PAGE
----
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Name: Sebastian
Status: student
Grade: 9-12
Location: CT
Country: USA
Date: February 2009


Question:
Hi, I have noticed that my school stores Sulfuric acid in glass bottles. I have also noticed that some labs, and professionals I have seen store it in HDPE bottles. Is there any advantage to one versus the other? Will the plastic contaminate / discolor the acid?



Replies:
The "standard" container for sulfuric acid is glass, even though sulfuric acid can dissolve glass if the surface area is very large. Only is the most precision experiments is this a cause for concern. For short term storage (days - weeks) HDPE is OK but any plastic container is subject to having low levels of polymer fragments and/or additives. In any case if the acid is discolored you can assume it is contaminated, and should not be used.

Vince Calder


Sebastian,

Chemistry labs can be unsafe if the chemicals get mishandled or spilled. Concentrated sulfuric acid can cause really nasty burns on skin (and destroy clothing) as well as eye corneas. As a teacher I am always looking for ways to reduce accidents and risks. Here is where the HDPE bottles come in. These bottles do not shatter. If a person drops a glass container of sulfuric acid (even dilute) there is a high probability the glass will shatter and/or the cap will come off. The result is an acid spill. HDPE bottles have a much lower probability for breakage. That is why chemistry teachers like them.

Warren Young


Sebastian-

I have stored ( concentrated H2SO4 + 3% H2O2 ) for a 3-5 years in the polyethylene bottle in which it was delivered. Eventually it did discolor (tinged brownish), but not until after a few years. The discoloration may have been from eventual degradation of an organic additive to stabilize peroxide, instead of the bottle, but I do not know. On the other hand, the stabilizer before it was consumed might have been preventing the bottle from generating discoloration in the first year. Almost any organic substance which can be de-hydrated and partly oxidized by the acid will build up the brown coloring. Polyethylene is not particularly prone to that, but it is not inconceivable either.

I have personally had an old poly bottle (pint) for hydrogen peroxide which, after I discarded the expired chemical, allowed its bottom to be neatly cracked away from the walls. So there was a danger of sudden spillage. Sulfuric might have some of this effect on poly, on rare old occasions. On the other hand, in the short run a poly bottle is much more break-resistant when dropped. If my gallon bottle is glass, I am more comfortable if it has that elastomer safety- coating on the outside, even though that coating gets a bit sticky. But I do not really get that coating often.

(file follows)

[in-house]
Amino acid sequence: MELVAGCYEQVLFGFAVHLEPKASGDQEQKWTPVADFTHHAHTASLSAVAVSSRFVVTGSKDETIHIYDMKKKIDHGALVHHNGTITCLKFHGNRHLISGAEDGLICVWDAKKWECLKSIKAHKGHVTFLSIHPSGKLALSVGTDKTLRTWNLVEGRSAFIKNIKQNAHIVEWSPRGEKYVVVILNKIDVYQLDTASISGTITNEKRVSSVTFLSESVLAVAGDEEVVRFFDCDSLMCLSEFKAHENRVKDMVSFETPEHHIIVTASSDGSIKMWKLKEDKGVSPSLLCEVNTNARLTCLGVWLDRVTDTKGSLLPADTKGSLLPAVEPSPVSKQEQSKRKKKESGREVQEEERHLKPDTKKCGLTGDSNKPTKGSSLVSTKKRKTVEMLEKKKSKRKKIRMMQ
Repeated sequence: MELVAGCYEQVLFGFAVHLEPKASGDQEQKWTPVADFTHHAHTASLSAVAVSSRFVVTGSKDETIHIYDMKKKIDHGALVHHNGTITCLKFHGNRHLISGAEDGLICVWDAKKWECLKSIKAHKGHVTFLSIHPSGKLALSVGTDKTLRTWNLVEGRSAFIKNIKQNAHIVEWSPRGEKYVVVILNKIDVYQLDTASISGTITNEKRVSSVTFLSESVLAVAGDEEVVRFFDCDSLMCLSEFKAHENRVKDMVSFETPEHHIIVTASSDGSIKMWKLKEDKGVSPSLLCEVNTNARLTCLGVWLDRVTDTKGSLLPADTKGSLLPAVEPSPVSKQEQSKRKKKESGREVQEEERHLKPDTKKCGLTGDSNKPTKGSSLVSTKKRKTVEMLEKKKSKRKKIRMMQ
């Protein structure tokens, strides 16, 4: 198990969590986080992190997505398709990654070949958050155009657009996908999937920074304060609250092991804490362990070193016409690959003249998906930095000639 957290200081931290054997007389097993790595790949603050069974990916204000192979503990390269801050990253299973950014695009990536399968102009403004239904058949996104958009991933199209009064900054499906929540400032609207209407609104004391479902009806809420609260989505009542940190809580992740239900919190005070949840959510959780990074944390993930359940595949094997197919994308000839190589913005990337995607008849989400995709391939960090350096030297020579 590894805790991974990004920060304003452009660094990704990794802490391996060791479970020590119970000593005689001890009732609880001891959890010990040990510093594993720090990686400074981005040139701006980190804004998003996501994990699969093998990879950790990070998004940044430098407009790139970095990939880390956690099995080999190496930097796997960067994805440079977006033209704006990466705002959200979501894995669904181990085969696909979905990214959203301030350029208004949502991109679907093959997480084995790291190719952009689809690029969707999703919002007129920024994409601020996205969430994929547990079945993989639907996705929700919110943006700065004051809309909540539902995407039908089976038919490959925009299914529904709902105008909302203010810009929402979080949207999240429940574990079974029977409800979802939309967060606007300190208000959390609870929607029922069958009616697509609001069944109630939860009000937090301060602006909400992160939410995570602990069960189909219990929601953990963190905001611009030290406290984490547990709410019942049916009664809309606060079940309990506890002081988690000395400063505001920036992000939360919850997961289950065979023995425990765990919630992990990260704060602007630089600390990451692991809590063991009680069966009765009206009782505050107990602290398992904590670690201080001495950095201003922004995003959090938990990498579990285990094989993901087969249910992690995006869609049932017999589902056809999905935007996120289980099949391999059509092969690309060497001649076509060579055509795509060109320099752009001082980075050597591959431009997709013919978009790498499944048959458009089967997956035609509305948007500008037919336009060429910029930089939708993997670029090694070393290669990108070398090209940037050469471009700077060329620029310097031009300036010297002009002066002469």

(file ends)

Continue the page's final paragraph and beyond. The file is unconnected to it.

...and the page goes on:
If I seem to be slurring the distinction between Sulfuric Acid and Hydrogen Peroxide, I do know the difference, but there is a relationship. The dehydrating potential of the H2SO4 is fairly stable, and always helps oxidation reactions. But I tend to think that for a given old bottle of the acid, the oxidation potential of the solution is variable and unknown. It could be H2SO4 + 0.1% H2SO3, somewhat reduced and not highly oxidizing, (< 0.2 volt ) or it could be H2SO4 + 0.1% H2SO5 (Caro's acid), and have a real knife-edge for slow but powerful oxidation (> 1.0volt). I think the 0.1% H2SO5, if about 1% water is added, becomes 0.1% H2O2. It is an equilibrium relationship, and the two (Caro's and peroxide) are roughly equivalent.

A very small concentration of silica, Na+, and Ca+ might dissolve into the acid from a glass bottle. In some very sensitive applications this might be more undesirable than a similarly small concentration of suspended carbon-rich substances.

I would tend to accept either for a given year of use. Older acid would stay clearer in glass. An old poly bottle might be weak or leaky; be cautious. I suppose the professionals you noticed make a presumption that their bottles will be used up at a steady pace. In return they get lower ionic contamination and lower risk of breaking-spillage in a workers hands. That's about all I know about it.

Jim Swenson



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